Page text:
This time of year, in the beautiful month of may, all the big names of the fashion industry come together in Copenhagen to discuss, share, and inspire each other in the field of sustainability. But most of all they are meant to bring forth solutions on how to improve the shortcomings and dangers this branch of industry constitutes.
However, we, as a part of the Global Fashion Agenda are not happy with the lack of ambition and process by many of the participating brands. We can see that many brands don’t live up to their responsibility, because their main concern is a flourishing fashion industry and not the well being of our planet. There are no specific terms a company has to fulfill to become a part of the GFA, which makes it easy to appear green, while not actually engaging in sustainable activities.
There is this initiative called the 2020 Circular Fashion Commitment Targets, which ELSK is participating in to improve our environmental footprint. We are looking to recycle clothes sold by us, donating money earned from reselling used ELSK garments to NGOs that are comitted to environmental protection, and making 20% of our collection out of used garment fibers. And all of that by 2020. We know it’s ambitious, but it’s necessary right? Unfortunately, when we take a look around this kind of effort seems pretty rare in the manufactoring sector.
There are critics out there who feel the same way, such as Kate Fletcher who co-founded the Unit of Concerned Researchers in Fashion. Her argument is that there is a kind of greenwashing going on, where corporations can appear environmentally aware without acting the part. The problem with promoting the “green” path of recycling as a get-out-of-jail-free-card is that it still allows companies to over-produce and customers to over-consume. As long as this imbalance remains unacknowledged real change will not happen. Because poorly fabricated clothes are difficult, if not impossible to recycle. As long as fast fashion rules the industry this viscious cycle will continue.
To say it bluntly: most major corporations want to keep feeding that cash cow, but in a “sustainable” way, using organic or recycled money so as not to compromise the profits of the industry. The only problem is that this approach will not save the planet, because no matter how sustainably clothing is produced, it will always be a harmful process in that it causes pollution and takes resources from a very tired mother nature. Less pollution in our critical position is still too much pollution.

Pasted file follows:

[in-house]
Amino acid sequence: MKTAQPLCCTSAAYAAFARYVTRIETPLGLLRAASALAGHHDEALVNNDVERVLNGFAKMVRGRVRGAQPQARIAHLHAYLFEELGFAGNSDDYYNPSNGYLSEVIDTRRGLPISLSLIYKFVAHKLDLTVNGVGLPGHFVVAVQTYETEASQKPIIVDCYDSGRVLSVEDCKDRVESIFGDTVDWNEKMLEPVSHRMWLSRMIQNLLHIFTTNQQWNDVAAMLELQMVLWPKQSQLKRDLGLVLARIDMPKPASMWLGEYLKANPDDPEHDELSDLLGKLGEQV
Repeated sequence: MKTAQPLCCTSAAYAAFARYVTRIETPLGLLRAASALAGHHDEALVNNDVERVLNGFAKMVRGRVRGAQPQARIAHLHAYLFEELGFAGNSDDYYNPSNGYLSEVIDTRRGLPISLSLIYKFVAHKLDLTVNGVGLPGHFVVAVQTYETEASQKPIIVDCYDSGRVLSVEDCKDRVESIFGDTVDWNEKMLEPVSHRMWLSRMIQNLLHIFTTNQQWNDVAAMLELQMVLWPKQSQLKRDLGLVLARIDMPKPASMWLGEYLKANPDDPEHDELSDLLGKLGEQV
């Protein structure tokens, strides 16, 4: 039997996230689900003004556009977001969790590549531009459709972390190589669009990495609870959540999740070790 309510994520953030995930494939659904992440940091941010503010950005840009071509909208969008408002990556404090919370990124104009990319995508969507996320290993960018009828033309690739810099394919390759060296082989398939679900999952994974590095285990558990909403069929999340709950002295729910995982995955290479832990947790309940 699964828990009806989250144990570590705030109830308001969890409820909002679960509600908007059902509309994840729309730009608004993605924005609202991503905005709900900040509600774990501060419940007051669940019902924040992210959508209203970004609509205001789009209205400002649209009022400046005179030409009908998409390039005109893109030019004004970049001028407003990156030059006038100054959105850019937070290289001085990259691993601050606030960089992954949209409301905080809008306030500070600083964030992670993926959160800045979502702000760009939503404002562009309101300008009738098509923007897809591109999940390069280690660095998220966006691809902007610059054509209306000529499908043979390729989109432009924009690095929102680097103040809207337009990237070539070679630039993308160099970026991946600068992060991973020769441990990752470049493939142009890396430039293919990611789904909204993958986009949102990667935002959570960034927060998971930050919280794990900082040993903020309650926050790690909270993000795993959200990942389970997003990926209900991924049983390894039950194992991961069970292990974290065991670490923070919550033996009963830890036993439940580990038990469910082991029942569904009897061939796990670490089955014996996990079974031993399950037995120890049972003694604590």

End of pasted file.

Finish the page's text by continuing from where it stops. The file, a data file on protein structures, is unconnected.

It is a difficult balance having a company like we do. Of course, we want the business to do well, but we also want to harm the planet less. And it is a good thing that initiatives like the GFA exist to raise awareness, and bring people together to work for that common goal of sustainability in fashion. But we don’t see the needed change happening, which is why we want to put our idea of bringing about change out there:
We want to encourage you to buy less, and buy better.
Say goodbye to fast fashion, and find that sweater that will share 10 years of living life and adventures with you. Get into the spirit of fixing what is broken, because it is worth holding on to. Maybe the next time your fingers itch for a shopping spree find your local second hand shops instead of those big chains. It’s up to us to make a change, because events such as the Copenhagen Fashion Summit prove again how slowly profit oriented companies are willing to address the uncomfortable issues that are so long overdue.
Following Else Skjolds argument, who was also part of the critical crowd in Copenhagen, we need to change the story around todays fashion. There is a clear need to slow down production and introduce better quality products instead of keeping the masses of clothes coming. So yes, by all means, let’s talk about that.